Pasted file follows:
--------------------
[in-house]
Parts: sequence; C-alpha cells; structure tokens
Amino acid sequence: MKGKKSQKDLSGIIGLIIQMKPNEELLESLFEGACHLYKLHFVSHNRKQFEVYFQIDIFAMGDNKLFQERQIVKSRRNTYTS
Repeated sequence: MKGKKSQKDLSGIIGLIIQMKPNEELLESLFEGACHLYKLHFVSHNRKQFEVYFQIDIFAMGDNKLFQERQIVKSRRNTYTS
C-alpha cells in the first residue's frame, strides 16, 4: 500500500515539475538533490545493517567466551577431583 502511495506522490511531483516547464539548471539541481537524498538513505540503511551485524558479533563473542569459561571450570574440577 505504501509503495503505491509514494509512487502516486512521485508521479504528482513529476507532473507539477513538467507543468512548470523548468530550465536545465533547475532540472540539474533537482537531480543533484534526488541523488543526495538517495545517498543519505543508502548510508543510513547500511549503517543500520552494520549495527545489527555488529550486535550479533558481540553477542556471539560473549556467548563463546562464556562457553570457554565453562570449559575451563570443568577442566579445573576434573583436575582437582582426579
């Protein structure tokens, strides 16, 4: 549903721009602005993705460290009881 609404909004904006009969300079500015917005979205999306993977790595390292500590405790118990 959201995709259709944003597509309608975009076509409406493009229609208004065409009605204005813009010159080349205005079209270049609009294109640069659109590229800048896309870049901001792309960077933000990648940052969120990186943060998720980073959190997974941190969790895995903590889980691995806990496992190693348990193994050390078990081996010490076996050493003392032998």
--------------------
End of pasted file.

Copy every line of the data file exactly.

[in-house]
Parts: sequence; C-alpha cells; structure tokens
Amino acid sequence: MKGKKSQKDLSGIIGLIIQMKPNEELLESLFEGACHLYKLHFVSHNRKQFEVYFQIDIFAMGDNKLFQERQIVKSRRNTYTS
Repeated sequence: MKGKKSQKDLSGIIGLIIQMKPNEELLESLFEGACHLYKLHFVSHNRKQFEVYFQIDIFAMGDNKLFQERQIVKSRRNTYTS
C-alpha cells in the first residue's frame, strides 16, 4: 500500500515539475538533490545493517567466551577431583 502511495506522490511531483516547464539548471539541481537524498538513505540503511551485524558479533563473542569459561571450570574440577 505504501509503495503505491509514494509512487502516486512521485508521479504528482513529476507532473507539477513538467507543468512548470523548468530550465536545465533547475532540472540539474533537482537531480543533484534526488541523488543526495538517495545517498543519505543508502548510508543510513547500511549503517543500520552494520549495527545489527555488529550486535550479533558481540553477542556471539560473549556467548563463546562464556562457553570457554565453562570449559575451563570443568577442566579445573576434573583436575582437582582426579
């Protein structure tokens, strides 16, 4: 549903721009602005993705460290009881 609404909004904006009969300079500015917005979205999306993977790595390292500590405790118990 959201995709259709944003597509309608975009076509409406493009229609208004065409009605204005813009010159080349205005079209270049609009294109640069659109590229800048896309870049901001792309960077933000990648940052969120990186943060998720980073959190997974941190969790895995903590889980691995806990496992190693348990193994050390078990081996010490076996050493003392032998």